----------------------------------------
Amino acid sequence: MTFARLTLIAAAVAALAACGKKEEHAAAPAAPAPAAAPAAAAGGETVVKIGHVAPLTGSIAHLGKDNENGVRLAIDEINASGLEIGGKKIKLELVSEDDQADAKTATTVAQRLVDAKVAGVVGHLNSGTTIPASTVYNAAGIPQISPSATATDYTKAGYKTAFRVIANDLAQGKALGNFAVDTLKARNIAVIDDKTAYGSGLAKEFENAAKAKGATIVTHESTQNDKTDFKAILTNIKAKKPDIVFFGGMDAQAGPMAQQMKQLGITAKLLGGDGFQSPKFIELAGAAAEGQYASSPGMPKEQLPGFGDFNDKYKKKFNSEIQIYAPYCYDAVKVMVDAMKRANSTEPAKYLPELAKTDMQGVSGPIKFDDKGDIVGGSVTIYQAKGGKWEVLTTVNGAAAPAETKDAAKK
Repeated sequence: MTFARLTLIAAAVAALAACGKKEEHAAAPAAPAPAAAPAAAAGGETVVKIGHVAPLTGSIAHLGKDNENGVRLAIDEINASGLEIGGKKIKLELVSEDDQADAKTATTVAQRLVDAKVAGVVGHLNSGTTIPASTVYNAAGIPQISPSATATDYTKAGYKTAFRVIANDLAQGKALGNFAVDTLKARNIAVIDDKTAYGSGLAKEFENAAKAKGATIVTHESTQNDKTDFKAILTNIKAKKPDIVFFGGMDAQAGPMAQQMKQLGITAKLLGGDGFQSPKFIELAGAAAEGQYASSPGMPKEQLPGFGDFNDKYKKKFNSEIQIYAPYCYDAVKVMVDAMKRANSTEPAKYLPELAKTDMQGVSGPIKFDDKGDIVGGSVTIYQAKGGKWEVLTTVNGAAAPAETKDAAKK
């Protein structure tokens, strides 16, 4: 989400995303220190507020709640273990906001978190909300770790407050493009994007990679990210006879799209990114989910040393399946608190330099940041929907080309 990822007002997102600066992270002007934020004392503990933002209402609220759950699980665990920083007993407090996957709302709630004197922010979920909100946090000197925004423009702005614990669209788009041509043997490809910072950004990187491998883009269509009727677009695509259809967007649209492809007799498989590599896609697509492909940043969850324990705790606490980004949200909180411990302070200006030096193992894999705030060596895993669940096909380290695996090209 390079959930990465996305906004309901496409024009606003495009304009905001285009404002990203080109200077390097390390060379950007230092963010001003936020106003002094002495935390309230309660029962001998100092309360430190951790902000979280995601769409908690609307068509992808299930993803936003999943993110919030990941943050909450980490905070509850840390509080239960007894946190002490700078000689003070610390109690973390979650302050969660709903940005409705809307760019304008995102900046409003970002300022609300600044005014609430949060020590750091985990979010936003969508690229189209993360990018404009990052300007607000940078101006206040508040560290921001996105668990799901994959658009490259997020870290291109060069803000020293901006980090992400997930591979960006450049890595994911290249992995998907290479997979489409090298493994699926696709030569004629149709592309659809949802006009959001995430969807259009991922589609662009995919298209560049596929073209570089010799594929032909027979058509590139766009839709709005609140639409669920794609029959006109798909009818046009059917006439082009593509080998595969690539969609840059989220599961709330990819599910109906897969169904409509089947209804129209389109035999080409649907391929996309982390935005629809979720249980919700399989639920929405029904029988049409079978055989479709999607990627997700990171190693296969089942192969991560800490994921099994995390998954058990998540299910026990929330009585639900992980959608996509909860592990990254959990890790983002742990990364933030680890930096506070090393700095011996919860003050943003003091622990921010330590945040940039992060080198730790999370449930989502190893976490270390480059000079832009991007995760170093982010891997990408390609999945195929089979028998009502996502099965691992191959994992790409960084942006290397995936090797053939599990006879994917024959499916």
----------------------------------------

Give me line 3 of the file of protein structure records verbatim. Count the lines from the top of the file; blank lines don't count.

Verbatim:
């Protein structure tokens, strides 16, 4: 989400995303220190507020709640273990906001978190909300770790407050493009994007990679990210006879799209990114989910040393399946608190330099940041929907080309 990822007002997102600066992270002007934020004392503990933002209402609220759950699980665990920083007993407090996957709302709630004197922010979920909100946090000197925004423009702005614990669209788009041509043997490809910072950004990187491998883009269509009727677009695509259809967007649209492809007799498989590599896609697509492909940043969850324990705790606490980004949200909180411990302070200006030096193992894999705030060596895993669940096909380290695996090209 390079959930990465996305906004309901496409024009606003495009304009905001285009404002990203080109200077390097390390060379950007230092963010001003936020106003002094002495935390309230309660029962001998100092309360430190951790902000979280995601769409908690609307068509992808299930993803936003999943993110919030990941943050909450980490905070509850840390509080239960007894946190002490700078000689003070610390109690973390979650302050969660709903940005409705809307760019304008995102900046409003970002300022609300600044005014609430949060020590750091985990979010936003969508690229189209993360990018404009990052300007607000940078101006206040508040560290921001996105668990799901994959658009490259997020870290291109060069803000020293901006980090992400997930591979960006450049890595994911290249992995998907290479997979489409090298493994699926696709030569004629149709592309659809949802006009959001995430969807259009991922589609662009995919298209560049596929073209570089010799594929032909027979058509590139766009839709709005609140639409669920794609029959006109798909009818046009059917006439082009593509080998595969690539969609840059989220599961709330990819599910109906897969169904409509089947209804129209389109035999080409649907391929996309982390935005629809979720249980919700399989639920929405029904029988049409079978055989479709999607990627997700990171190693296969089942192969991560800490994921099994995390998954058990998540299910026990929330009585639900992980959608996509909860592990990254959990890790983002742990990364933030680890930096506070090393700095011996919860003050943003003091622990921010330590945040940039992060080198730790999370449930989502190893976490270390480059000079832009991007995760170093982010891997990408390609999945195929089979028998009502996502099965691992191959994992790409960084942006290397995936090797053939599990006879994917024959499916």